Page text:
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Huawei’s Grand Game and Can It Be Won?

ZOOMING IN with Simone Gao

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Huawei is poised to take control of much of the globe’s cyber domain even though the United States has warned the world of the security implications. Can the free world still win this battle? And what will it take to win?


On today’s episode:

  • Declan Ganley, President of Rivada Networks, a U.S.-based telecommunications company.


Will Huawei Take Control of the World’s 5G Deployment?

Two months ago, when Zooming In did a story on Huawei and global 5G deployment, Huawei was poised to take control of much of the world’s cyber domain. We talked about the national security implications of that prospect. And we observed the U.S. effort to raise the awareness of that risk. Two months later, when we are doing another story on this, we realized the world knows Huawei a lot better through these efforts, but Huawei’s momentum has not stopped. In fact, Huawei and China are playing a grander game. They have a brilliant strategy that is working well with the very nature of crony capitalism.


For many stakeholders, the Barcelona World Mobile Congress held at the end of February this year was what they feared: a victory party for Huawei, China’s primary telecommunications equipment provider who will be deploying 5G networks worldwide. According to Zooming In sources, Huawei has signed official 5G deployment contracts with 68 countries.  That number jumps to 80 if Memorandum of understandings, where countries are testing and planning on using Huawei equipment, are included. When Zooming In reported this story in early February, the number of countries who had decided to go with Huawei was 61.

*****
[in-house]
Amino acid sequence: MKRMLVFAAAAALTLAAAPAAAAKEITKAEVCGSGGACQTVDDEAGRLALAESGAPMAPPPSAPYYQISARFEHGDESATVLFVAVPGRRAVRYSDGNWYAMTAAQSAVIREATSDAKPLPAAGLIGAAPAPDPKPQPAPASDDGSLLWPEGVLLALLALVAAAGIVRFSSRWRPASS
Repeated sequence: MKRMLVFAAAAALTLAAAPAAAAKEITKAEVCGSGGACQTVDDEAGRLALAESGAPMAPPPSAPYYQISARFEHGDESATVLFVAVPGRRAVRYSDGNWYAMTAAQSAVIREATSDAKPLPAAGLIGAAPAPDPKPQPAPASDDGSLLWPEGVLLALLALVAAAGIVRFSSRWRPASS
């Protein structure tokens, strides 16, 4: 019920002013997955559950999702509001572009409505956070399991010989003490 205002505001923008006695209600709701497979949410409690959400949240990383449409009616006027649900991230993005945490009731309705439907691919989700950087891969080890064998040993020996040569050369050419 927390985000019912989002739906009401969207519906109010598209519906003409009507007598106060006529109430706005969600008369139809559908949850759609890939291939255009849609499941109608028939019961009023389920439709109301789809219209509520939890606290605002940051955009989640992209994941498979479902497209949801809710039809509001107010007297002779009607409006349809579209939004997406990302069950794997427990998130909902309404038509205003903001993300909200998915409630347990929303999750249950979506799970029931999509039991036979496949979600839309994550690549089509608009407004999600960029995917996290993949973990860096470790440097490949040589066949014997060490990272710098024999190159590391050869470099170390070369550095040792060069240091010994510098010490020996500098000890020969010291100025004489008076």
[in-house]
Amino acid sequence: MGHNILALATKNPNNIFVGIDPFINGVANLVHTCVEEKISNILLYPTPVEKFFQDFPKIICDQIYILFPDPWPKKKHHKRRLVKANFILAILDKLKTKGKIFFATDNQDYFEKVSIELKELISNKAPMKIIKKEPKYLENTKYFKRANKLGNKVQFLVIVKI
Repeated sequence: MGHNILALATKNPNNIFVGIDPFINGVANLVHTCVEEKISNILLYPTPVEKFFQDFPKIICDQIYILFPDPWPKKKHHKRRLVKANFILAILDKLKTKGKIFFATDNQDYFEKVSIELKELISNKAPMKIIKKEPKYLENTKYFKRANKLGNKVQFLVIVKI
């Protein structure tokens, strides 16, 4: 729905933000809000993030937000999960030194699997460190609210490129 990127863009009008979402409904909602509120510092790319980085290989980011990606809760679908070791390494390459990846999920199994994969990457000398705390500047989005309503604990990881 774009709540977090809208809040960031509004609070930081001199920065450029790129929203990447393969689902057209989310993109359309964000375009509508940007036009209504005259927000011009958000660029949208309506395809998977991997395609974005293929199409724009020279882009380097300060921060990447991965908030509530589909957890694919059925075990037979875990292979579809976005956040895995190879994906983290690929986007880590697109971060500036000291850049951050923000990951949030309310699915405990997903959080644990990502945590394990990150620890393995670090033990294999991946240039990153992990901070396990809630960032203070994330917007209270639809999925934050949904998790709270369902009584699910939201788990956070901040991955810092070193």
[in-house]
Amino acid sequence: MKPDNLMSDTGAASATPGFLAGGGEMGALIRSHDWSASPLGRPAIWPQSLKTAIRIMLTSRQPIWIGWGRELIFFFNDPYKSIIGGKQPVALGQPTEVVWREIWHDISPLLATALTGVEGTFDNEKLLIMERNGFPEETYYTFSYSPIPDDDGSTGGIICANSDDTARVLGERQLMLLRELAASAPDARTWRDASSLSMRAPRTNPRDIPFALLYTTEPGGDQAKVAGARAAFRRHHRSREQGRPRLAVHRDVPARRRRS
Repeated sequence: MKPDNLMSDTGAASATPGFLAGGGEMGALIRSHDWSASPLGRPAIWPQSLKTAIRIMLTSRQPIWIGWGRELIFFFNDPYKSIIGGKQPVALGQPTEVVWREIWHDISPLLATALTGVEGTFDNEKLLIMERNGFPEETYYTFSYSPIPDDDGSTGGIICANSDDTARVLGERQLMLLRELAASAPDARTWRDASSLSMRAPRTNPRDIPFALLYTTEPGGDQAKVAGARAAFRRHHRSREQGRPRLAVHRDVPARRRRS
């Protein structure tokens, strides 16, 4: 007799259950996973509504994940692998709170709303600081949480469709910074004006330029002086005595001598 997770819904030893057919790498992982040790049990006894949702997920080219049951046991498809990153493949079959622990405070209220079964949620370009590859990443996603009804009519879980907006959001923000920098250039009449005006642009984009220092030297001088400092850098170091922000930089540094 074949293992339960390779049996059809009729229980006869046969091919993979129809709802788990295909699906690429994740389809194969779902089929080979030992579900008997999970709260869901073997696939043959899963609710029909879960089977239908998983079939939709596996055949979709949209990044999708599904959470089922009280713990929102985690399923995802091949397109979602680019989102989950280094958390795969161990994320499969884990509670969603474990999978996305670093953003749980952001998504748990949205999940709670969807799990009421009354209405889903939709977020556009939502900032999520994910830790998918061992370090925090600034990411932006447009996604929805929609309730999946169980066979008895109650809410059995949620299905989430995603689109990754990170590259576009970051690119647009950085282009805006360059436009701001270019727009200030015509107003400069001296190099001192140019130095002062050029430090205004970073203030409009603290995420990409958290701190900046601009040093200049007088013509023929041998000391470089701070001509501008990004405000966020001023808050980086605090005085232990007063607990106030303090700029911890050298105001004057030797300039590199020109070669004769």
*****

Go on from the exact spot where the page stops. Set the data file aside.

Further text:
Interestingly, in public, Huawei has under reported the victory number by asking some of its new clients not to announce the deal. Some of its clients have also asked Huawei to do the same out of fear of political pressure.


The US Warns the World about Huawei, but Is It Enough?

Huawei’s success is significant against the backdrop of a few important events. First, On December 1st, 2018, Huawei’s CFO, Meng Wanzhou, was arrested in Canada at the request of the United States for allegedly breaching U.S.-imposed bans on dealing with Iran. Two months later, Huawei was indicted for theft of trade secrets, wire fraud, and obstruction of justice in the U.S. Following that, America warned allies that whoever uses Huawei equipment for 5G deployment will be cutting itself from information exchange with the U.S.


Responding to the U.S. warning, The European Commission decided not to call for a European ban on Huawei, leaving it to EU countries to decide on national security. But it urged EU countries to share more data to tackle cybersecurity risks related to 5G networks. On March 19, Danish telecom provider TDC announced it will go with Sweden-based Ericsson to build the company’s 5G network. But Germany recently refused to ban Huawei from its 5G deployment. The UK has indicated a similar stance.


For the Barcelona Congress, the United States sent representatives to renew the warnings about Huawei’s security risks while Huawei was at the same place celebrating its success. The conventional wisdom is that Huawei overshadowed U.S. representatives. It is not entirely surprising because this is a battle China has engaged in for a long time, but the U.S. only realized it recently. Yes, they are better prepared because they know they are executing a grand plan to dominate the world’s next generation of 5G networks and beyond.


Press Play to listen and tell us what you think about Huawei and China’s goal to rule the cyber domain.



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